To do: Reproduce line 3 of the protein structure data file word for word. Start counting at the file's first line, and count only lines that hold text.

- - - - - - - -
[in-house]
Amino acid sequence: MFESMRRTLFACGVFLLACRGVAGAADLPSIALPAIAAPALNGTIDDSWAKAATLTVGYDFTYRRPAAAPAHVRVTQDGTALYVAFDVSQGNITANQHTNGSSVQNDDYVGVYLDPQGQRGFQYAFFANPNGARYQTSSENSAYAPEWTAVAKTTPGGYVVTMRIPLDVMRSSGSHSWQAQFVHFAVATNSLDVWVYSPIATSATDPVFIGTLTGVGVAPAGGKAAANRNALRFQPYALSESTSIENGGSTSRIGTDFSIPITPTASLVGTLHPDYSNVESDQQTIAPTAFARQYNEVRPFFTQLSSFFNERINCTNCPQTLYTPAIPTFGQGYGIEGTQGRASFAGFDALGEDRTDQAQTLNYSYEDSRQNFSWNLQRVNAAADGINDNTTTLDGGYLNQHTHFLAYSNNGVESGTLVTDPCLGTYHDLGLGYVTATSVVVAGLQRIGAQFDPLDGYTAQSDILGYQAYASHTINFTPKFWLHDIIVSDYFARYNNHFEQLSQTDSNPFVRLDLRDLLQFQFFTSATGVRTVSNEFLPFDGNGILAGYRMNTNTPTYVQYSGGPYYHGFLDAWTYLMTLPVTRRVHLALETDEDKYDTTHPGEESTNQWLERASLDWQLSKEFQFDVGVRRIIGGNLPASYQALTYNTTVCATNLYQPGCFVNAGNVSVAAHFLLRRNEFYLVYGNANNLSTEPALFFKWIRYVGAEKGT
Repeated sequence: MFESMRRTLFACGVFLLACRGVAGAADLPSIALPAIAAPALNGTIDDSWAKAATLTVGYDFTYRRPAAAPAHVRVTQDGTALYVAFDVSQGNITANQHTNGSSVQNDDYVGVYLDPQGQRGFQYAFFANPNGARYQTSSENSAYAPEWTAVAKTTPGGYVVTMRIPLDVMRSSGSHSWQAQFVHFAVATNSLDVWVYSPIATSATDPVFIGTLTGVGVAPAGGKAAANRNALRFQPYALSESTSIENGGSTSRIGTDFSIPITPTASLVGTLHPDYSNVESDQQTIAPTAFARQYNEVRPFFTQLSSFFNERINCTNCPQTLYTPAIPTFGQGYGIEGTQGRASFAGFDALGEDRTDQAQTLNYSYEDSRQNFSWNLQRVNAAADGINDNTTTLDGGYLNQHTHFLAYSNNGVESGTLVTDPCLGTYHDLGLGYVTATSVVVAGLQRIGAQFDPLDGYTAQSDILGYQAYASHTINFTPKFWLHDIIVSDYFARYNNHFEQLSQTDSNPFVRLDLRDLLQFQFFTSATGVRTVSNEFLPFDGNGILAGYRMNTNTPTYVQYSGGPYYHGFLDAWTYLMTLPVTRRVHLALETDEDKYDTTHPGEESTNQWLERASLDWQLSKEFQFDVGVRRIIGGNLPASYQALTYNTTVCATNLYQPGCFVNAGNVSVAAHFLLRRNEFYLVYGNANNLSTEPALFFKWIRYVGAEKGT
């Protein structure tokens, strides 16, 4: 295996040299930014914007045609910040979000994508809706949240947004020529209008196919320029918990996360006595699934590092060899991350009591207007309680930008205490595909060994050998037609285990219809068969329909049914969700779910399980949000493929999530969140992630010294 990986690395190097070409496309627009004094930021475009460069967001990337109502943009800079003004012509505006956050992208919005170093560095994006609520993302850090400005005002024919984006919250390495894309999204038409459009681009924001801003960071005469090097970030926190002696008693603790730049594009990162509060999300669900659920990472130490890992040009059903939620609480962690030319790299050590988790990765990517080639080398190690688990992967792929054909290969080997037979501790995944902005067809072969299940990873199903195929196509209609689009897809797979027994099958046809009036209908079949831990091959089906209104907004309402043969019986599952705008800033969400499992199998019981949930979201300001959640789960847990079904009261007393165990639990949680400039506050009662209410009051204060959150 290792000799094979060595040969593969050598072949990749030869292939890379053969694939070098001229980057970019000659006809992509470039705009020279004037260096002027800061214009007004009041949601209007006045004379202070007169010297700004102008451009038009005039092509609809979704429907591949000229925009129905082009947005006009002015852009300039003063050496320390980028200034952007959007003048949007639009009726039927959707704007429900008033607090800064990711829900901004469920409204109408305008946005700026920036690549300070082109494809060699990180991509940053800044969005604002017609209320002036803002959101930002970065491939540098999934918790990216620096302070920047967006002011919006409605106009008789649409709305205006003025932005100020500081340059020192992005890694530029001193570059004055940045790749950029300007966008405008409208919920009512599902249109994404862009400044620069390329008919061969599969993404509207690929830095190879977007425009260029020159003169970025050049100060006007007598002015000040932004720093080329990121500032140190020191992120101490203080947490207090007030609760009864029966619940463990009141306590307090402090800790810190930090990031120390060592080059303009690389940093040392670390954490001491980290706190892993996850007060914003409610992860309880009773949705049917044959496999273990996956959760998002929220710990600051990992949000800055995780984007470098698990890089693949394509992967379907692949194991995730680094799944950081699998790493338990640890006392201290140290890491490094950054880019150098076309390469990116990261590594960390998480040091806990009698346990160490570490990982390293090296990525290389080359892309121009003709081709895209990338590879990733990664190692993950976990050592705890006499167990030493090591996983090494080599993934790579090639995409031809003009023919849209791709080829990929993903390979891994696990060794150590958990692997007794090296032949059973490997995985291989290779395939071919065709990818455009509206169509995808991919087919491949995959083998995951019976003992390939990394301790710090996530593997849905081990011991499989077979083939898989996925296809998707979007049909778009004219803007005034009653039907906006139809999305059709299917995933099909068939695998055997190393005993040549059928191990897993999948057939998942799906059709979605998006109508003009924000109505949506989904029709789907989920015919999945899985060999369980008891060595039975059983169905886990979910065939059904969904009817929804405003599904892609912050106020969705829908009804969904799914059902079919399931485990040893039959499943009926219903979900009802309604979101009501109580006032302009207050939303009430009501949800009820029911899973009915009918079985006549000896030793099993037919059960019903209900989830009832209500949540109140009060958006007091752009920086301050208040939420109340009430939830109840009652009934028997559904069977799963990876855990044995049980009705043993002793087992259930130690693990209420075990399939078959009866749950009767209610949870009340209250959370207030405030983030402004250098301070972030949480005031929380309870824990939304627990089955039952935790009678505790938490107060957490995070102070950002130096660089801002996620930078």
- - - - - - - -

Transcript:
Repeated sequence: MFESMRRTLFACGVFLLACRGVAGAADLPSIALPAIAAPALNGTIDDSWAKAATLTVGYDFTYRRPAAAPAHVRVTQDGTALYVAFDVSQGNITANQHTNGSSVQNDDYVGVYLDPQGQRGFQYAFFANPNGARYQTSSENSAYAPEWTAVAKTTPGGYVVTMRIPLDVMRSSGSHSWQAQFVHFAVATNSLDVWVYSPIATSATDPVFIGTLTGVGVAPAGGKAAANRNALRFQPYALSESTSIENGGSTSRIGTDFSIPITPTASLVGTLHPDYSNVESDQQTIAPTAFARQYNEVRPFFTQLSSFFNERINCTNCPQTLYTPAIPTFGQGYGIEGTQGRASFAGFDALGEDRTDQAQTLNYSYEDSRQNFSWNLQRVNAAADGINDNTTTLDGGYLNQHTHFLAYSNNGVESGTLVTDPCLGTYHDLGLGYVTATSVVVAGLQRIGAQFDPLDGYTAQSDILGYQAYASHTINFTPKFWLHDIIVSDYFARYNNHFEQLSQTDSNPFVRLDLRDLLQFQFFTSATGVRTVSNEFLPFDGNGILAGYRMNTNTPTYVQYSGGPYYHGFLDAWTYLMTLPVTRRVHLALETDEDKYDTTHPGEESTNQWLERASLDWQLSKEFQFDVGVRRIIGGNLPASYQALTYNTTVCATNLYQPGCFVNAGNVSVAAHFLLRRNEFYLVYGNANNLSTEPALFFKWIRYVGAEKGT